Why does the Bush administration insist on tinkering with the long-established laws on military conduct and treaties of this land?
Bush administration officials are drafting amendments to the 1996 War Crimes Act to immunize political appointees, CIA officials and former military personnel from criminal prosecution for humiliating or degrading treatment of prisoners of war.
The War Crimes Act makes it a felony to violate the Geneva Conventions. Those treaties govern military conduct in wartime and were ratified in 1949 in the aftermath of World War II.
The administration's proposed amendments would reduce the number of acts against detainees subject to criminal prosecution.
The administration seems most concerned about Common Article 3 of the Conventions that bars "outrages upon personal dignity, in particular humiliating and degrading treatment."
Officials are concerned that revelations about U.S. use of leashed dogs lunging at detainees during interrogation, forcing male prisoners to wear feminine underwear, and nakedness might fall into the category of "outrages upon personal dignity" and give rise to prosecution in the aftermath of the scandals at Abu Ghraib prisons.
Perhaps they fear future accountability.
Since his administration has been tainted by accusations of torture and reports of CIA-run secret prisons abroad, Bush should be thinking of ways to resurrect America's damaged worldwide reputation for compassion and humanity rather than designing end runs around our legal commitments.
The accords are a two-way street because they also determine how other nations treat American prisoners. This explains why top U.S. military officials get anxious whenever Bush administration civilian officials start tinkering with the rights of prisoners of war.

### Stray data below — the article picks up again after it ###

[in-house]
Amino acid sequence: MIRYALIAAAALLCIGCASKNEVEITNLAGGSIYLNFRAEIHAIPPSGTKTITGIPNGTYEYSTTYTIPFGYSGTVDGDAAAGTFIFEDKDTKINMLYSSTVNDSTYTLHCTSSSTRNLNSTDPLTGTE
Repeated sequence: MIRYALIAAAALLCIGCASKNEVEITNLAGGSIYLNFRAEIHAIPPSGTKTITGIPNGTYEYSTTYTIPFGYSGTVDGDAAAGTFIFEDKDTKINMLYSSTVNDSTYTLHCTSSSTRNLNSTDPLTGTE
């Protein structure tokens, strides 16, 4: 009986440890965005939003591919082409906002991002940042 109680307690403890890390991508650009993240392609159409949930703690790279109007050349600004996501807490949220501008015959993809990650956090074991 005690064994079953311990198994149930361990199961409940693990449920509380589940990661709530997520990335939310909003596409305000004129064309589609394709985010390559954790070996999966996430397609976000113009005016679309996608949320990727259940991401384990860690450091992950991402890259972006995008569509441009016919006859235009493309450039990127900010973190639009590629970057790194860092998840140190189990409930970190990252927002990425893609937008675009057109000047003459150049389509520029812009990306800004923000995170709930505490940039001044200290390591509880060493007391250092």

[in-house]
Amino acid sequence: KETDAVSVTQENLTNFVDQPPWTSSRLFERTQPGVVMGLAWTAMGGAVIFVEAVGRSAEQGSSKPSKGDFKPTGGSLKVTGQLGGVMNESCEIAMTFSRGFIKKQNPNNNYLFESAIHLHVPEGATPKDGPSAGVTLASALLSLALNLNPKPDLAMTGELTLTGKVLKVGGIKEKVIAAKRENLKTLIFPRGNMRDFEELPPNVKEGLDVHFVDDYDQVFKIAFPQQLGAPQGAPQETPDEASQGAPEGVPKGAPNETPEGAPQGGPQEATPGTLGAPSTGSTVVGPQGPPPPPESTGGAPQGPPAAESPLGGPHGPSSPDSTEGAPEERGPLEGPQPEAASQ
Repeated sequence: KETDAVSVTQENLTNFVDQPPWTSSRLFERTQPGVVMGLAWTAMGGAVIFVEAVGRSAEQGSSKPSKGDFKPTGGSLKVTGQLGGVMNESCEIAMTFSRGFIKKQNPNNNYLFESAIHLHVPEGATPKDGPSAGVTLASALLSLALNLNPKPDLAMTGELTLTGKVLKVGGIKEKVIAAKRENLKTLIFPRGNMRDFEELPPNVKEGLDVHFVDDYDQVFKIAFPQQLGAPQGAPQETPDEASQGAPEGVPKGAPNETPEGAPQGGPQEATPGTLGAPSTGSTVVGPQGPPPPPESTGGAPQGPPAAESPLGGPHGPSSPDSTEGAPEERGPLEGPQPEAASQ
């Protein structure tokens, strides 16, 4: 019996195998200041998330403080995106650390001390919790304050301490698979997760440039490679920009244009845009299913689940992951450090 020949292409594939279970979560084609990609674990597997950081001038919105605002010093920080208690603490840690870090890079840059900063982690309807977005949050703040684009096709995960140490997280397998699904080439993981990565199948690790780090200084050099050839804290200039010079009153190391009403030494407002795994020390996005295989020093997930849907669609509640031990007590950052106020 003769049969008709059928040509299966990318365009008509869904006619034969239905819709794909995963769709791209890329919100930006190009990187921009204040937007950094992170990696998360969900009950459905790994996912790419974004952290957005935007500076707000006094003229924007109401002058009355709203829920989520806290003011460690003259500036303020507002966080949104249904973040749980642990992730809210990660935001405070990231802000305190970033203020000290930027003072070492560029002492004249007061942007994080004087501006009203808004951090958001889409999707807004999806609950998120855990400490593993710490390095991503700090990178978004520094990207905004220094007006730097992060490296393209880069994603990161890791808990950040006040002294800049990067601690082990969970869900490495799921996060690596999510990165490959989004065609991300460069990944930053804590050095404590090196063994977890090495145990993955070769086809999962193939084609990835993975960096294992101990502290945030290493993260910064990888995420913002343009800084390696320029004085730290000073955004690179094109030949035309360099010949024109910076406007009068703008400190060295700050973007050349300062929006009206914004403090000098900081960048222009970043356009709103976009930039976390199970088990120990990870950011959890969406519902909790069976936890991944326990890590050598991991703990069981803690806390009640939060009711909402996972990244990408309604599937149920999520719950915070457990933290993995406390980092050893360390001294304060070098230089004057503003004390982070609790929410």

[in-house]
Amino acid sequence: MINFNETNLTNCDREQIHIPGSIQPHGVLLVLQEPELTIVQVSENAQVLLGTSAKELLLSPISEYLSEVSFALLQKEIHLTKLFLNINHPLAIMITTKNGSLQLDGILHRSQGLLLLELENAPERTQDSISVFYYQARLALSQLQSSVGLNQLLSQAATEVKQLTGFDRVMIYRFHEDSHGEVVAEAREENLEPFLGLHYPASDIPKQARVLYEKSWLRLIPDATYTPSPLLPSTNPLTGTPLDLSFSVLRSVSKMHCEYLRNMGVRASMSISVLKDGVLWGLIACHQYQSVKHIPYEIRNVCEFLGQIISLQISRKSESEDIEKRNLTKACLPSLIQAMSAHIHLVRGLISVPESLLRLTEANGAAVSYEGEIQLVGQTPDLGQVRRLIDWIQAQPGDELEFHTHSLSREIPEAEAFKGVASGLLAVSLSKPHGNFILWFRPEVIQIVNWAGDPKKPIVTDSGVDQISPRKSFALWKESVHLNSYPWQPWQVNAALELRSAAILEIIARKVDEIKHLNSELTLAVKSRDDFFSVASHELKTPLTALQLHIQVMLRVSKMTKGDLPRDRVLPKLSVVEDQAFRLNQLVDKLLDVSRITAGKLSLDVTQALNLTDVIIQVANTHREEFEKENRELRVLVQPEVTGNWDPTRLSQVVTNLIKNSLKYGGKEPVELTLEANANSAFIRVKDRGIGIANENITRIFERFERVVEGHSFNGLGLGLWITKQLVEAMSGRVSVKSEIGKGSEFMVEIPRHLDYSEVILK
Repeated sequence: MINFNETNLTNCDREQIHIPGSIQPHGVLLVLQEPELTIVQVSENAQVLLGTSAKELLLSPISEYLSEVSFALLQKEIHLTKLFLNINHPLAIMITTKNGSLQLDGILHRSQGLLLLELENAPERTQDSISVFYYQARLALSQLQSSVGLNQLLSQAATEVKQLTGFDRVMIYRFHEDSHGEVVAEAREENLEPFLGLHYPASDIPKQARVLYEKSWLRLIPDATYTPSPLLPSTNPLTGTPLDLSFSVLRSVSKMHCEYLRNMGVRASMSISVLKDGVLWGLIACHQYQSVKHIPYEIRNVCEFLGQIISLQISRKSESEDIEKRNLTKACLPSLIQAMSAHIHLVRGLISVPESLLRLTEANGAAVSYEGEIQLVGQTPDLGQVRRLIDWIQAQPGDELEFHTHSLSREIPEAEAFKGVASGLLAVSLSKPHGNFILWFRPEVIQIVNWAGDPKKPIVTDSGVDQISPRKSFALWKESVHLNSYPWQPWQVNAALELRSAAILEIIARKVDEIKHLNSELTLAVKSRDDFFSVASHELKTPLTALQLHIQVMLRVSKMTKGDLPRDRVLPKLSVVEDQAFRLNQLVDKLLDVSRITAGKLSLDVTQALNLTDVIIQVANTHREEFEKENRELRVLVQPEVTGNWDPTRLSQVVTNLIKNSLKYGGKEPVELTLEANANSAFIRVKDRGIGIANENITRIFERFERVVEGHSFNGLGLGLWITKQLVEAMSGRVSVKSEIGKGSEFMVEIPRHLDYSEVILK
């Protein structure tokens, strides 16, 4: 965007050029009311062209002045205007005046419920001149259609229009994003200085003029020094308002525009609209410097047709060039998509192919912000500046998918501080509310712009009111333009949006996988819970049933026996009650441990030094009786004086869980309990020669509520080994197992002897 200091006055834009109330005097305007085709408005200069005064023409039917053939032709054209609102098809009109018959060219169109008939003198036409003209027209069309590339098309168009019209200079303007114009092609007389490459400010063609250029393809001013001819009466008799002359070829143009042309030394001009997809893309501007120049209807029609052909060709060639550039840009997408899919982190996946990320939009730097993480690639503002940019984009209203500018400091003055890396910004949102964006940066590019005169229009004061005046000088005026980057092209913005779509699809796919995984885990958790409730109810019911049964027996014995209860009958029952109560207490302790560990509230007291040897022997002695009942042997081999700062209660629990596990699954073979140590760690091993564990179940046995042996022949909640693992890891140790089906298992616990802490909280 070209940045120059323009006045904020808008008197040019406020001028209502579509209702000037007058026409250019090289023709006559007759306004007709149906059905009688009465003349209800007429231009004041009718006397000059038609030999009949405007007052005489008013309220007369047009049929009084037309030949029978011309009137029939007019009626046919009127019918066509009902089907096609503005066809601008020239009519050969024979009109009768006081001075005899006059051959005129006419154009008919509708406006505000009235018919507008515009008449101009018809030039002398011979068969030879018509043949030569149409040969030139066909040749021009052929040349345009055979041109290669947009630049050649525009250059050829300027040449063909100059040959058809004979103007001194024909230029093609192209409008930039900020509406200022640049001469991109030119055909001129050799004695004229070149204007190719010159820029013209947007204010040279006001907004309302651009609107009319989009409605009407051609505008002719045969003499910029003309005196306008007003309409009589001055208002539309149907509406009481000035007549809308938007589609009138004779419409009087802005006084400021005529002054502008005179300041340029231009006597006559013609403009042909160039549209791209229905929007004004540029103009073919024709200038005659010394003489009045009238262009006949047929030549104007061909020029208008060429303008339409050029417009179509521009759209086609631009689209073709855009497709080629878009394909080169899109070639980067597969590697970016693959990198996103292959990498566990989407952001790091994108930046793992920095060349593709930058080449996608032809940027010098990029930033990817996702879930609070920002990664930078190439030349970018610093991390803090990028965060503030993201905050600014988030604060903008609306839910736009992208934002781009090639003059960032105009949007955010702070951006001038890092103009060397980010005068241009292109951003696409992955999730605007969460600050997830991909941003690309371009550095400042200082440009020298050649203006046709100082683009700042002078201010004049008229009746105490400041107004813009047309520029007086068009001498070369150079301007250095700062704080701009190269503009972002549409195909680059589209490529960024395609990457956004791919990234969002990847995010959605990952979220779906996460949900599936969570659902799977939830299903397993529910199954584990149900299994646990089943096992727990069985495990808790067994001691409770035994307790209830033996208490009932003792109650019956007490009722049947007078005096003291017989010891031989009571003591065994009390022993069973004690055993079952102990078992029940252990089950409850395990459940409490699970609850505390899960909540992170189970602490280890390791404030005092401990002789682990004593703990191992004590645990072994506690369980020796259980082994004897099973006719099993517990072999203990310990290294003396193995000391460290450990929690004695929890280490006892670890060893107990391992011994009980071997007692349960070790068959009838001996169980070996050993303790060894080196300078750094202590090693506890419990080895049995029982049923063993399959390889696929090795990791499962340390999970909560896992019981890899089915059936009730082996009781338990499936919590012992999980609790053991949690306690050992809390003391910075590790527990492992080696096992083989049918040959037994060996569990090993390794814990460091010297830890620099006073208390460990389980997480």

The administration ignored the Geneva Conventions after Attorney General Alberto Gonzales concluded they were "obsolete" and "quaint" when he was the chief lawyer in the White House. President Bush went along with those descriptions.
That stance has changed after the Supreme Court in June rebuked the administration for failing to abide by the Geneva Conventions. The justices said prisoners captured in the struggle against al-Qaida terrorism were entitled to protections.
And that has led to the proposed changes in the law.
Gonzales recently testified at a Senate Armed Services Committee hearing that the phrase "outrages upon personal dignity" is ambiguous and handicaps those fighting terrorism.
Sen. John McCain, R-Ariz., who was a POW during the Vietnam War, disagreed, telling the Senate hearing that top military lawyers see no problem in complying with Common Article 3 and did not think it would impede their work.
We don't know how much -- if any -- information has been extracted under coercive interrogations from terrorist suspects picked up after 9/11 and the U.S. invasions of Afghanistan and Iraq. We may never know.
The draft amendments have not been officially released but are part of the administration's planned response to the Supreme Court's decision that threw out Bush's plan to put detainees on trial before special commissions that had never been authorized by Congress.
The justices ruled that detainees must be tried by a "regularly constituted court affording all judicial guarantees which are recognized as indispensable by civilized peoples."
It's good to see the court challenge the we-can-do-whatever-we-want attitude that imbues this administration.
Commonly referred to as "The First Lady of the Press," former White House Bureau Chief Helen Thomas is a trailblazer, breaking through barriers for women reporters while covering every President since John F. Kennedy. For 57 years, she also served as White House correspondent for United Press International. She recently left this post and joined Hearst Newspapers as a syndicated columnist.
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